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The Battle of the Atlantic

The Battle of the Atlantic was commemorated Sunday in ceremonies held across Canada, as members of the Last Post Fund were in attendance to lay wreaths honouring Veterans of the Royal Canadian Navy, Royal Canadian Air Force and the Canadian Merchant Navy.

It was Winston Churchill who coined the term “Battle of the Atlantic” to describe the lengthy period from September 3rd, 1939 until May 8, 1945 - literally the first to the last day of the Second World War - during which Allied troops battled German forces attempting to block the passage of military personnel and supplies between North America and Britain.

The battle was obviously important for strategic reasons, and forced competing naval technological advancement as well as evolving naval military strategy. Canada’s Navy, Merchant Marine and Air Force all played a crucial role in the Battle of the Atlantic. What at the start of the war was a modest force of only 6 destroyers and 3 500 personnel, one-third of whom were reservists, grew to over 95 000 personnel and some 270 ocean escort warships. The contribution of merchant vessels also expanded rapidly from about 40 vessels to over 400 at the war’s end.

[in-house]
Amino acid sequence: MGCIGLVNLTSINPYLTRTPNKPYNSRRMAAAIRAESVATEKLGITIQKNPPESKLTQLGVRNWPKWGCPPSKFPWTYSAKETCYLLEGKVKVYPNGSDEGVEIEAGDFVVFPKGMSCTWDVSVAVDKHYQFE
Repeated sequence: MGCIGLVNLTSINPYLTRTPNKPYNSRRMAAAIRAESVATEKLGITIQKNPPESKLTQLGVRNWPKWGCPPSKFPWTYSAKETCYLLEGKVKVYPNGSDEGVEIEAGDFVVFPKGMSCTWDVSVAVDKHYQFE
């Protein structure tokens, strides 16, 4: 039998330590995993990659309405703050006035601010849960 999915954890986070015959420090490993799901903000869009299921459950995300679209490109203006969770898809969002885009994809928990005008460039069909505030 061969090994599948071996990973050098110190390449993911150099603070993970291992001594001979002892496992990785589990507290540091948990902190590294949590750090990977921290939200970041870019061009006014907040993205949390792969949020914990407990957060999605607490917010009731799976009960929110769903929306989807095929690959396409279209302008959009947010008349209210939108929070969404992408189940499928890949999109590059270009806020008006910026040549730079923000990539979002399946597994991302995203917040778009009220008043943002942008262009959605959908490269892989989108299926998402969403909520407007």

Winning the battle came at a huge cost to the Allies. From 1939–45 more than 36,000 Allied sailors, soldiers and airmen, as well as a nearly equivalent number of merchant seamen, lost their lives. Among those were almost 2,000 members of the Royal Canadian Navy, 1,600 Canadian merchant seamen and 752 Canadian airmen.

Many of those who died during the Battle of the Atlantic have no gravesite — their bodies were lost to the ocean. They are commemorated with a plaque that bears their names at the Sailors’ Memorial in Point Pleasant Park in Halifax, and we continue to honour their sacrifice with ceremonies held every year on the first Sunday in May across Canada, in the United States and in the UK.

Photo caption:
Last Post Fund Nova Scotia Branch President Master Warrant Officer Paul O'Boyle, CD (Retired) following the wreath-laying ceremony in Halifax honouring the Merchant Navy.

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